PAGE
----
Soup-To-Nuts Podcast: Ecommerce is the next frontier for food – find out how to navigate channel

By Elizabeth Crawford

- Last updated on GMT

Soup-To-Nuts Podcast: Ecommerce is the next frontier for food – find out how to navigate channel

Related tags Soup-To-Nuts Podcast ecommerce Online shopping Grocery shopping

While online purchases of food and beverage currently account for only a small fraction of the categories’ total sales, consumers are embracing online grocery shopping at an exponential rate – making it a channel where industry players need to be for the long term success of their brands.

Emerging brands and startups in particular can benefit from ecommerce, which in many ways is lowering the barrier of entry for them to access consumers and build brand awareness because they no longer need to pay-to-play with brick and mortar retailers or distributors.

But while ecommerce compared to in-store distribution offers many pros it also comes with several cons as well as a different playbook for driving brand awareness and gaining consumer loyalty.

In this episode of FoodNavigator-USA’s Soup-To-Nuts podcast​, marketing consultant and owner of SparkPPC Steve Marin shares why ecommerce is pivotal for food and beverage brands’ long-term success and strategies for navigating the channel to drive sales and brand awareness.

Ecommerce’s upward growth curve

Understandably, most companies want to focus on where they can get the biggest bang for their buck, which on the surface currently is not ecommerce, given its limited penetration for food and beverage. But according to Marin, the channel is growing fast and offers companies many paths towards success.

“The food and beverage sector is still one of the most underpenetrated by digital sales in the US,”​ at about 2% or $20 billion, Marin said. But he pointed out that most of the growth in the channel is coming from food and beverage and as a result the segment is expected to grow to $30 billion by 2021.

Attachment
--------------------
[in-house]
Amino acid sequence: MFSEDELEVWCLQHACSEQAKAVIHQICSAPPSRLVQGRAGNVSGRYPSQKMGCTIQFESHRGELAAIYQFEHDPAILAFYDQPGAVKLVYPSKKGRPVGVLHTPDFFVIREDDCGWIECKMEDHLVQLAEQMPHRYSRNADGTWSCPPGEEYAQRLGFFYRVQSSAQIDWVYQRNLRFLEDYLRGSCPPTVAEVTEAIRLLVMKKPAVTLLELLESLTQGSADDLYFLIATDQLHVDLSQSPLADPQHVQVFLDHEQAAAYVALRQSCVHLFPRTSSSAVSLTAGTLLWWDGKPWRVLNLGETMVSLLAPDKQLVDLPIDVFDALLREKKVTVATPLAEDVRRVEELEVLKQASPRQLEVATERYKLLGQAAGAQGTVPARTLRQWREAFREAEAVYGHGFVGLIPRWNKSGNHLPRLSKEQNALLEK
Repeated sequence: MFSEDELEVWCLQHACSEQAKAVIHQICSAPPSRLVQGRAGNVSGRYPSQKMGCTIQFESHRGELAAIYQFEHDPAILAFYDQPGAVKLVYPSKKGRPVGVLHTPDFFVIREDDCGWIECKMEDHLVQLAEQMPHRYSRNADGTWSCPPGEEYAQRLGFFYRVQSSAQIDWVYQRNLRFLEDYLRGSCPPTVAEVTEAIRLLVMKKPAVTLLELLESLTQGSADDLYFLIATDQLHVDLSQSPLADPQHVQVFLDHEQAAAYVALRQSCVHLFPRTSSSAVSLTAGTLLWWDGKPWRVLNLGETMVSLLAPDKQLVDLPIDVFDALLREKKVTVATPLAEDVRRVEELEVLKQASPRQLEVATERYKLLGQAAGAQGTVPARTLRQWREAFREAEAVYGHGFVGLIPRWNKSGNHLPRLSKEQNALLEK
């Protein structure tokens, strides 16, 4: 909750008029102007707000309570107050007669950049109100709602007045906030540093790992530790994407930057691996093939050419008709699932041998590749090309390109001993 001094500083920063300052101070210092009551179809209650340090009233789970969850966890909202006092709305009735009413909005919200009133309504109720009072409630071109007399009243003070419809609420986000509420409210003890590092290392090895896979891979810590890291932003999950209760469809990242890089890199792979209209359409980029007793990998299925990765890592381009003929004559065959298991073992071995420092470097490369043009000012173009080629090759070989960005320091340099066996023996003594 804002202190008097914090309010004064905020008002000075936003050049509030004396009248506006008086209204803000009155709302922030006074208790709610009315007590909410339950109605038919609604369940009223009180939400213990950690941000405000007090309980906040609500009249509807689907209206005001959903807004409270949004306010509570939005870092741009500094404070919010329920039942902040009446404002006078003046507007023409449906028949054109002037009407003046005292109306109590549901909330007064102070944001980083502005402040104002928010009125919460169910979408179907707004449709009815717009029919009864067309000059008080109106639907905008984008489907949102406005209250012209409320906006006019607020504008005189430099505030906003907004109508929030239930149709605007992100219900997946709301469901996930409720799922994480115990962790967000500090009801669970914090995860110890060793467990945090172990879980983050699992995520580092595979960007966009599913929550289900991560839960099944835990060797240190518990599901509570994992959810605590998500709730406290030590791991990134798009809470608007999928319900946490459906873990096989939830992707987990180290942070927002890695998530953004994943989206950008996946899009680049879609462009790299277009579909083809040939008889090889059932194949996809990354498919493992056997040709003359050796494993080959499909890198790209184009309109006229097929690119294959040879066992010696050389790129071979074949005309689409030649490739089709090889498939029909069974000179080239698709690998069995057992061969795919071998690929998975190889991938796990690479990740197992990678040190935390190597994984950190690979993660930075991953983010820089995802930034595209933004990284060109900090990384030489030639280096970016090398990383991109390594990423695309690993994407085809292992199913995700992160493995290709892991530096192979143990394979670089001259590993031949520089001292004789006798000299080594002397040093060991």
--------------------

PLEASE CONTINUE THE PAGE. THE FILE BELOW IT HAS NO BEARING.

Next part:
Balancing pros and cons

In addition to ecommerce’s sharp growth curve, Marin says, the channel offers several benefits, but he cautions, these need to be balanced against several drawbacks.

On the pro side, online shoppers are less adventurous, which means it is easier for brands to win their loyalty – the flip side of course being it is harder to get their attention in the first place.

But Marin offers three key strategies to boost discovery online – all of which fall under the umbrella concept of “serve don’t sell.” These include:

  1. Offer free content – Whether it is going to a trade show, offering recipes or blog posts with advice, this will draw consumers in and help a brand earn their trust – plus give them a reason to come back and see what is new in the future.
  2. Develop partnerships – Collaborating with influencers and complementary brands is a good way to expand a company’s reach.
  3. Purchase advertising – Paid ads can amplify the other two strategies and help kickstart a goal.

Offer more than a sale

An essential component of convincing online shoppers that they need a product is an easy-to-use and welcoming website, which Marin says may sound obvious, but it can be easy to overlook.

“Many websites that sell to consumers or ecommerce are not very user friendly. They provide too much friction that blocks that path to purchase,”​ Marin said.

To avoid this, he said, “I tend to like the old rule of three in design, which is take a step back three feet, look at your homepage for three seconds and if you can’t tell what that is – you have some work to do.”

The website copy also should clearly address consumers’ pain points and provide answers to the questions that come to their mind, he said.

Finally, he advises, provide testimonials of verified purchasers, including customers' images of the product – that will help others trust what the brand says is true.

When to shell out for ads and how to ensure they are worth the investment

Brands can further magnify the impact of these efforts – and by extension sell more – with paid advertising, according to Marin, who was fast to point out that when done right doesn’t need to be expensive as long as brands select the best advertising avenue for their product.

He recommends testing several channels, but notes that Google and Facebook have the biggest market share and that makes them a good starting point.

To ensure that advertising and marketing efforts are on track to maximize sales, Marin recommends companies follow the “ABC formula,”​ which focuses on how to increase:

  1. Average order of purchase,
  2. Buyer frequency, and
  3. Consumer acquisition.

Because the ecommerce channel is continuously evolving, Marin follows his own advice and offers additional up-to-date advice and guidance on his website​ to help food and beverage brands stay current and in touch with modern consumers.  

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